Katanning Country Club revamp signals brighter future

Sarah MakseGreat Southern Herald
Katanning Country Club president Derek Ramm.
Camera IconKatanning Country Club president Derek Ramm. Credit: Liam Croy / Great Southern Herald/Liam Croy / Great Southern Herald

The Katanning Country Club is in the midst of a major transformation, with the club set to become a family-friendly sporting hub by June next year.

The renovations signal a new chapter for the club, with the Katanning Bowling Club moving to the grounds to join the existing golf, tennis and squash facilities.

In 2018, the not-for-profit club voted to accept a proposal to relocate the bowling club to the facility with the support of Royalties for Regions funding.

The move is close to complete, with a new synthetic bowling green and fencing installed, and just paving to come.

The existing squash courts have received new floors and walls, and the tennis courts have been re-fenced, with high-powered light towers installed.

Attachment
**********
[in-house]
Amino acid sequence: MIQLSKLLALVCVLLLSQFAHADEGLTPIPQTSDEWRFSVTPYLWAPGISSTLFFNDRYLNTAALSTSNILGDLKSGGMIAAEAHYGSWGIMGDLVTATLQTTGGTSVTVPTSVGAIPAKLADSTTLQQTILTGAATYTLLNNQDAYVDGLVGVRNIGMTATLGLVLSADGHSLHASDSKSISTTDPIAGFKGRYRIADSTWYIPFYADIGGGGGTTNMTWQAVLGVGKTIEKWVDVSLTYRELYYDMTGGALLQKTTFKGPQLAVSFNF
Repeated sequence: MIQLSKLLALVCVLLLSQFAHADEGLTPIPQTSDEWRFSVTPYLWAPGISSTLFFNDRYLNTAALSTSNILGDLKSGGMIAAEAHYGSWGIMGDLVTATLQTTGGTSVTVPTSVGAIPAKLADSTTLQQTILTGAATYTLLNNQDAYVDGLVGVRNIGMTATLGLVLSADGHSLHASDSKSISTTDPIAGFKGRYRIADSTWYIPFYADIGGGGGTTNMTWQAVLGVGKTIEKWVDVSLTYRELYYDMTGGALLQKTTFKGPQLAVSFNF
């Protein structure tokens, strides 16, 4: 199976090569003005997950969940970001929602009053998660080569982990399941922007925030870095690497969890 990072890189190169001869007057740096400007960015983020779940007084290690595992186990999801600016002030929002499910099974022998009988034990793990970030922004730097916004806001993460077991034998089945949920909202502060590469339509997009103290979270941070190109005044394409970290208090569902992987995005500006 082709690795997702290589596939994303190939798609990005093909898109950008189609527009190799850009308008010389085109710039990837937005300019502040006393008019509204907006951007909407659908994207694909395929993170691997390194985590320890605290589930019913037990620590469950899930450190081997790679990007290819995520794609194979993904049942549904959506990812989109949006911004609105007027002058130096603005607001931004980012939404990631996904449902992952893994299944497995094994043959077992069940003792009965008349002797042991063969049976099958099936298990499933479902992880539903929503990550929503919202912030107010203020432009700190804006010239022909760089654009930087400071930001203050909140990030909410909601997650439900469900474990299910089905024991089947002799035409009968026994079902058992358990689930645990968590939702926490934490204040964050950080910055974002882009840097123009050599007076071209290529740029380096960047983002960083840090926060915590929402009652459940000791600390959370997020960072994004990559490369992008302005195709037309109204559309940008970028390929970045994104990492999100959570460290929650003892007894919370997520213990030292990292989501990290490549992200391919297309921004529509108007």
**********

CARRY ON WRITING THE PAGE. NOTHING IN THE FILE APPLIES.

Clubrooms are next in line to receive a facelift.

Former club president and project manager David Stade said most club facilities would be open for members throughout the renovations.

“It is about being able to secure a good facility for the next 30-40 years for the community,” he said.

“It is about bringing the quality of the facility up to heightened expectations. We’ve been running with a very old building for a long time.”

Mr Stade said the committee was pleased to welcome the bowling club to the facility.

“Hopefully it will create atmosphere and generate enthusiasm so that all of the sports benefit from the addition of an extra club,” he said.

“Saturday golf is on again and we’d love to see members and non-members come up for a hit and the chance to safely socialise after some enforced couch time.

“People are using our new bowling green for the occasional roll-up and the club is looking forward to seeing lots of new faces enjoying this first-class facility in the new season.”

Katanning Country Club president Derek Ramm said the project had relied heavily on volunteers.

He said the team looked forward to providing a place for local families to relax and enjoy their sport.

“The project is a real injection of enthusiasm for the community and the club — it’s just what it needed,” he said.

“Like most rural sporting clubs, membership has been waning.

“This is an opportunity to create an even bigger and better not-for-profit sporting club for the whole community.”

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